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Building scam in Bangkok: court orders 25 story hotel to be demolished

Written By: herbrunbridge - Dec• 02•14
Awaiting the wrecking ball?

Awaiting the wrecking ball?

Our favorite building scam story in Bangkok has taken a new twist, as the Supreme Administrative Court has ordered that the 25-story Aetas Hotel on Soi Ruamrudee be either completely demolished or brought down to a legal height of 7 or 8 stories. And it’s all supposed to happen within 60 days.

As first reported by WoWasis in 2012, this major monstrosity was erected illegally on a tiny street with a width of fewer than 10 meters. For reasons of safety and traffic control, an edict (the 1979 Building Control Act) states that any edifice built on such a street must not be higher than 23 meters, approximately 7 stories.

Against the complaints of neighbors, though, it was erected. And they’ve been complaining ever since, vociferously as well as through legal channels. Now the court has ruled in their favor, and the court says the building must come down or have its height reduced within 60 days.

Are there powerful “influential forces,” as they say in Thailand, behind the scene here? Such elements tend to make it a habit of thumbing their noses at laws by buying their own justice. If that’s the case, paying the authorities to look the other way while putting up the Aetas Hotel must have cost a pretty penny. (We’re not formally accusing anyone of accepting bribes, of course, but a Bangkok Post op-ed piece published On December 4, 2014, quoted the Supreme Administrative Court as listing former Bangkok governor Apirak Kosayothin and former Pathumwan district chief Surakiat Limcharoen as being “guilty of negligence of duty” in the affair).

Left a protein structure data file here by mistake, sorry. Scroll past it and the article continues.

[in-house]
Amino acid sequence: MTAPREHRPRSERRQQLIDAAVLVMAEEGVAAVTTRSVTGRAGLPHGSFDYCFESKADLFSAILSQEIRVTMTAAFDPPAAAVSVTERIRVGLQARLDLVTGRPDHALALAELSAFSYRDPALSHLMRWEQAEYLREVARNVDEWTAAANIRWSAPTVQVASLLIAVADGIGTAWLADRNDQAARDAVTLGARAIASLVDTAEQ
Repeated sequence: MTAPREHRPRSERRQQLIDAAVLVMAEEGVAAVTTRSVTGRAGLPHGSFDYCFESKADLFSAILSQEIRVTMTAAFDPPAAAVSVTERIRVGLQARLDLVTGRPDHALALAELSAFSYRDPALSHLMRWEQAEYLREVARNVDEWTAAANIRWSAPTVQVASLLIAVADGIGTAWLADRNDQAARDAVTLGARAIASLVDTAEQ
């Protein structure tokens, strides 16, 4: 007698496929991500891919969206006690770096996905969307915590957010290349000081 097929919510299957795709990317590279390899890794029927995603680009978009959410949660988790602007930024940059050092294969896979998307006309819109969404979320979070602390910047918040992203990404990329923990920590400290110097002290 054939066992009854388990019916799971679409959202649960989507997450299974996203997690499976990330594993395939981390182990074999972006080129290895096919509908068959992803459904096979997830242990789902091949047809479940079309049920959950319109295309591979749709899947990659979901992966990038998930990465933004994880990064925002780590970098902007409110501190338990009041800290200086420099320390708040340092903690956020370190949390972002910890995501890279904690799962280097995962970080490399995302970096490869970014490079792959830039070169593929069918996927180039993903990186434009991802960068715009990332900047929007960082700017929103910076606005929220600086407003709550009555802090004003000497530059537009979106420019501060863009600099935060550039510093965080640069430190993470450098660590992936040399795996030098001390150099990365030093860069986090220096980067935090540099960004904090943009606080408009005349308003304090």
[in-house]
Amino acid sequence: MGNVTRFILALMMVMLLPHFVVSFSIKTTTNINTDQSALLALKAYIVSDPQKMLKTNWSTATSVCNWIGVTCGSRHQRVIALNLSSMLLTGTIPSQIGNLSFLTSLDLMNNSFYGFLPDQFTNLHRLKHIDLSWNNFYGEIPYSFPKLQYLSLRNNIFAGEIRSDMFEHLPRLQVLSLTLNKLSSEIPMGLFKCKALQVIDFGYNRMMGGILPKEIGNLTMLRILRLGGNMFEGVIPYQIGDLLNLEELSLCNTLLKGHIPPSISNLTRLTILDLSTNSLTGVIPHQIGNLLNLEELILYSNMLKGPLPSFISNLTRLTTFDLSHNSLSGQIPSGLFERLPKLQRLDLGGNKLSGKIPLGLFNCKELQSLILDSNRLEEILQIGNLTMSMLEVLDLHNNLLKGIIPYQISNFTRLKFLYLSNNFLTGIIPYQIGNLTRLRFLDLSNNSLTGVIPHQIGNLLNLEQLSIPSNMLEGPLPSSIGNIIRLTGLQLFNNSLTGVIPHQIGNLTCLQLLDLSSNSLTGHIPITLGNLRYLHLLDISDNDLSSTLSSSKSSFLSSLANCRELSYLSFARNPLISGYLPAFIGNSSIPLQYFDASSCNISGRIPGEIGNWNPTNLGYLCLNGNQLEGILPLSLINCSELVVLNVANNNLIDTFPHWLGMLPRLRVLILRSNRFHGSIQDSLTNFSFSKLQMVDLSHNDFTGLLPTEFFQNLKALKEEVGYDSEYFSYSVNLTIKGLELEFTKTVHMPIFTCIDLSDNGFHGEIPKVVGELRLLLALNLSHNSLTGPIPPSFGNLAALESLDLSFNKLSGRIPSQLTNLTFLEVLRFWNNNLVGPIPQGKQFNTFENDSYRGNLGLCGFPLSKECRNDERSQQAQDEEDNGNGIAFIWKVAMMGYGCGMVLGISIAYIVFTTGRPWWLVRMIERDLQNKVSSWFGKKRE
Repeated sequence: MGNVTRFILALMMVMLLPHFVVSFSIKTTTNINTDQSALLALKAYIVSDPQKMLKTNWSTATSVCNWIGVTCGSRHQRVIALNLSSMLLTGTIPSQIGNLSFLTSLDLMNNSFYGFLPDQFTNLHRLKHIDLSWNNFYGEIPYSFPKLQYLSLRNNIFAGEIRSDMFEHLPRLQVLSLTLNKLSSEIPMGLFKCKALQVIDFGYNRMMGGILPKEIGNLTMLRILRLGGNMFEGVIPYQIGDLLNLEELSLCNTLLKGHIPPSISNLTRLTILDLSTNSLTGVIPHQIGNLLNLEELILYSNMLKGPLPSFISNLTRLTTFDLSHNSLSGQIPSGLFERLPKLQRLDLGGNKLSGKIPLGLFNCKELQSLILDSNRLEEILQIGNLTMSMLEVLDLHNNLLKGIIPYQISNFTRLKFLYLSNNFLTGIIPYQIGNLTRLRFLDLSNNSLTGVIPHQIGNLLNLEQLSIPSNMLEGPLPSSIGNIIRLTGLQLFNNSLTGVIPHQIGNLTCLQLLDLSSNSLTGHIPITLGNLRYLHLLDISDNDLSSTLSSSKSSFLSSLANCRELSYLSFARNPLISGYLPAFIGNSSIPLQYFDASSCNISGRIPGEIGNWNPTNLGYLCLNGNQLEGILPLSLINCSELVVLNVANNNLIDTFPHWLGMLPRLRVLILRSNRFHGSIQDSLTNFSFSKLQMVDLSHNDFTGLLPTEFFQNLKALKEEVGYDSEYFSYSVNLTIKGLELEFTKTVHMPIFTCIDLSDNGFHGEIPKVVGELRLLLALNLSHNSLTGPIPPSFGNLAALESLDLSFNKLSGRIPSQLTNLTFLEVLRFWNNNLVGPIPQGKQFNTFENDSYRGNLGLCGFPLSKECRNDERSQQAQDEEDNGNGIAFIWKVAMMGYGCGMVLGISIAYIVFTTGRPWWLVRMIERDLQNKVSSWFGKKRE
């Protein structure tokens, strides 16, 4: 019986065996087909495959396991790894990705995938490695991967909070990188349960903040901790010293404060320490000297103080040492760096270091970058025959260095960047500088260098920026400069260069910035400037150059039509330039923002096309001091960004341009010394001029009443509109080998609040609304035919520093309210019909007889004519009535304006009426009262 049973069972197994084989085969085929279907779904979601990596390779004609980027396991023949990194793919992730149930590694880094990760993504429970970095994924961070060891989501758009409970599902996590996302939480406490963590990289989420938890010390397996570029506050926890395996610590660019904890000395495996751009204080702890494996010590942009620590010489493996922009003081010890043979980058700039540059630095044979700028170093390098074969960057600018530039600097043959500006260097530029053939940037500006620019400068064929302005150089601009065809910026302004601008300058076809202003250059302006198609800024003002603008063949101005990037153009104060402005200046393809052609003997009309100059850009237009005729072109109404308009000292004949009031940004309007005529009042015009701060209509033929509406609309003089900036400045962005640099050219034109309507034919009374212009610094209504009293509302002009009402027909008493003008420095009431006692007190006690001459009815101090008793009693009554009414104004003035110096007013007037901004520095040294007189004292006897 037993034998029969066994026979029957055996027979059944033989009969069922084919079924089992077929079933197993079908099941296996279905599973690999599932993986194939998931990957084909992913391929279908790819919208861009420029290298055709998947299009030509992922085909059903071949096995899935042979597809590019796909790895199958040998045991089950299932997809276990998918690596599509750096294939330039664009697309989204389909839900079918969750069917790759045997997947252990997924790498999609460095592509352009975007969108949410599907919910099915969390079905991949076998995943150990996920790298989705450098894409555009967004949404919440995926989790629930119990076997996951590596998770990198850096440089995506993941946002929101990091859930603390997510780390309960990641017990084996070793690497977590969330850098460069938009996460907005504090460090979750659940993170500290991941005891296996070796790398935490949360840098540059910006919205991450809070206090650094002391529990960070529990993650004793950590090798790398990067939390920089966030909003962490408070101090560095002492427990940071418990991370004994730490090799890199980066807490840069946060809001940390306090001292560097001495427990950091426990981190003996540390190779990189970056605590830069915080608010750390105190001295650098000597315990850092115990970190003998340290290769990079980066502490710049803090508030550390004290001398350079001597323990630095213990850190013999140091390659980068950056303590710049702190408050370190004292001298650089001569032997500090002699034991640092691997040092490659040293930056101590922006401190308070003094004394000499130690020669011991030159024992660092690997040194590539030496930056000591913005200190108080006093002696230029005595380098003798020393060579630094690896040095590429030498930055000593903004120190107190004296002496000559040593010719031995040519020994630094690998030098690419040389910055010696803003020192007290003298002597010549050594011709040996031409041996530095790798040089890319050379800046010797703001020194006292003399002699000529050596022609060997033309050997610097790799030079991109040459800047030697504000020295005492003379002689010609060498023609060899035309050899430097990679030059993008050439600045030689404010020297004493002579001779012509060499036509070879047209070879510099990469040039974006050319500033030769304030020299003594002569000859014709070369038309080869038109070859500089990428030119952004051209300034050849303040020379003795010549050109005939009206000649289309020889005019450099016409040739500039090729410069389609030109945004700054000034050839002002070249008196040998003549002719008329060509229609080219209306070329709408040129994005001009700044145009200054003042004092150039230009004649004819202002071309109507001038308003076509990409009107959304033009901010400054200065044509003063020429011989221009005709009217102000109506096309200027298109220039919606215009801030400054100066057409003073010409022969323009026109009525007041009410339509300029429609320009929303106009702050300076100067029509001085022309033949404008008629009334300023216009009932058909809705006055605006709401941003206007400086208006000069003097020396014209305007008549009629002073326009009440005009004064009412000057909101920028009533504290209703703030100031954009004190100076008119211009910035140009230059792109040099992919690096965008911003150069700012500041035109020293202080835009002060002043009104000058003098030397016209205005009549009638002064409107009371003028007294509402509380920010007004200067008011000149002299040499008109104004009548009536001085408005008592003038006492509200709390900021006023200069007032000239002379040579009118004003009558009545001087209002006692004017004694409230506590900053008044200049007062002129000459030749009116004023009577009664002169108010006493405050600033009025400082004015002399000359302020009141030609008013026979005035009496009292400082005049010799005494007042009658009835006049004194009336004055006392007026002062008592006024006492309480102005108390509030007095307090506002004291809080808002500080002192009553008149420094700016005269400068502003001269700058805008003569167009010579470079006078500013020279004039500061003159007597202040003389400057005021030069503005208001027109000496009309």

As WoWasis has reported in the past, most construction scams in Thailand typically revolve around substandard building practices, ignoring codes, and paying off inspectors. Take a look at the bowels of any condominium structure where more than one unit is on the sales block, and you’ll see what we mean. Huge cracks in and around the base of a given structure are legendary and pervasive. And that’s just for starters.

If the Aetas was built with similar dodgy construction, it should, in theory, be easier to tear down. We’ll know within 60 days. Or will we? With “influential people” behind the scenes, there may be powerful forces on call, ready to subvert the Supreme Administrative Court’s decision.

If so, we’ll wager that these folks, in these times of major police corruption scandals being unearthed and made public, will hope to find some regulatory person or agency asleep at the switch. If they do, the amazing saga of the Aetas Hotel will continue. In the interim, everyone (lawyers, the hotel operator, the landlord, those who “possibly” have been bribed) gets rich, except for the neighbors.

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